Date: 10/17/98 at 22:03:30 From: C. Dunham Subject: Comparing and ordering decimals My daugther is in 5th grade and is having a problem with comparing decimals. For example, is .467 less than, greater than, or equal to .465? What is the easiest way to teach her and for her to remember it?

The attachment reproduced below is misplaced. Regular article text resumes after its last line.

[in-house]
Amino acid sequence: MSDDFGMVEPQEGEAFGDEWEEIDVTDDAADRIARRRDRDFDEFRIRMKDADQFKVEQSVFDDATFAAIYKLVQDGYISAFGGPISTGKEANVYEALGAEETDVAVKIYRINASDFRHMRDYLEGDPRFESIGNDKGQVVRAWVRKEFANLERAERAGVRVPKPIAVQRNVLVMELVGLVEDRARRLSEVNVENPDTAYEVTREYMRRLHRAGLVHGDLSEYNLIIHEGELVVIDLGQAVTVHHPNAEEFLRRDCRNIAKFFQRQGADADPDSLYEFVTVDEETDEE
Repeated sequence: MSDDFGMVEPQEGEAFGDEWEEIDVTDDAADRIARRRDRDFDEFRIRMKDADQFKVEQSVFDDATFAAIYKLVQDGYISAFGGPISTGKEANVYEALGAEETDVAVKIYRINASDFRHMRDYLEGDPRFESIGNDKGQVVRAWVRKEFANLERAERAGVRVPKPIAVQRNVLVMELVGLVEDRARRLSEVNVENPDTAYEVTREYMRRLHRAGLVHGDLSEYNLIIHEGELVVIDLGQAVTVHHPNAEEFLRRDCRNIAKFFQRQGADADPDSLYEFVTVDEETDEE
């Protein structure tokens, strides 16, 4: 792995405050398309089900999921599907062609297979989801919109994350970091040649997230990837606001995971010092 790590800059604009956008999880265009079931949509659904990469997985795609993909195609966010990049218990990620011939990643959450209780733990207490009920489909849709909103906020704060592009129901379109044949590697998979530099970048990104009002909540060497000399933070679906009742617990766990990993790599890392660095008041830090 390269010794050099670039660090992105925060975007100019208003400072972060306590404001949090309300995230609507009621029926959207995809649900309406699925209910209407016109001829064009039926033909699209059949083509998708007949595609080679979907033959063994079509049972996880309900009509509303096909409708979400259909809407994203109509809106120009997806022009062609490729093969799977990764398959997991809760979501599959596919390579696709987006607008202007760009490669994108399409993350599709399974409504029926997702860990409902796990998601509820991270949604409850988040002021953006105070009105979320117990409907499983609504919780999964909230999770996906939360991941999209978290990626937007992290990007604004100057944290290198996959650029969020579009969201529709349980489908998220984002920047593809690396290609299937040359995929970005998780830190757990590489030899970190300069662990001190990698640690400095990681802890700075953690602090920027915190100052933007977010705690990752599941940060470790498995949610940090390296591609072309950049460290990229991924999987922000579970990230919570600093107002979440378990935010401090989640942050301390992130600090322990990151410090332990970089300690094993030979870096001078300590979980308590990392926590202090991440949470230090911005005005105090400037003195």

Date: 10/19/98 at 13:05:35 From: Doctor Peterson Subject: Re: Comparing and ordering decimals I think I would start with what she already knows about comparing whole numbers. To compare 467 and 465, she would line them up with the ones digits together: 467 465 and look for the first place where they are different, starting from the left. The 4's are the same, the 6's are the same, so the difference is between the 7 and the 5, making 467 bigger than 465. This is because the digits on the left are most "valuable." If you have more hundreds, it doesn't matter whether you have fewer tens. To compare decimals you do exactly the same thing, as long as you remember to line up the ones digits (or the decimal points), not the rightmost digits, which might have different values. Here's an example of that: 4.67 4.654 I've lined up the decimal points; the 4's and the 6's match, so the first difference is in the hundredths place, where 7 > 5, so 4.67 > 4.654. So the keys are to make sure you are comparing hundreds with hundreds, and so on, and to start with the most valuable places. I think this method should give her both a comforting routine to follow, and an understanding of what it means, both of which are important. Let me know whether that helps! - Doctor Peterson, The Math Forum http://mathforum.org/dr.math/
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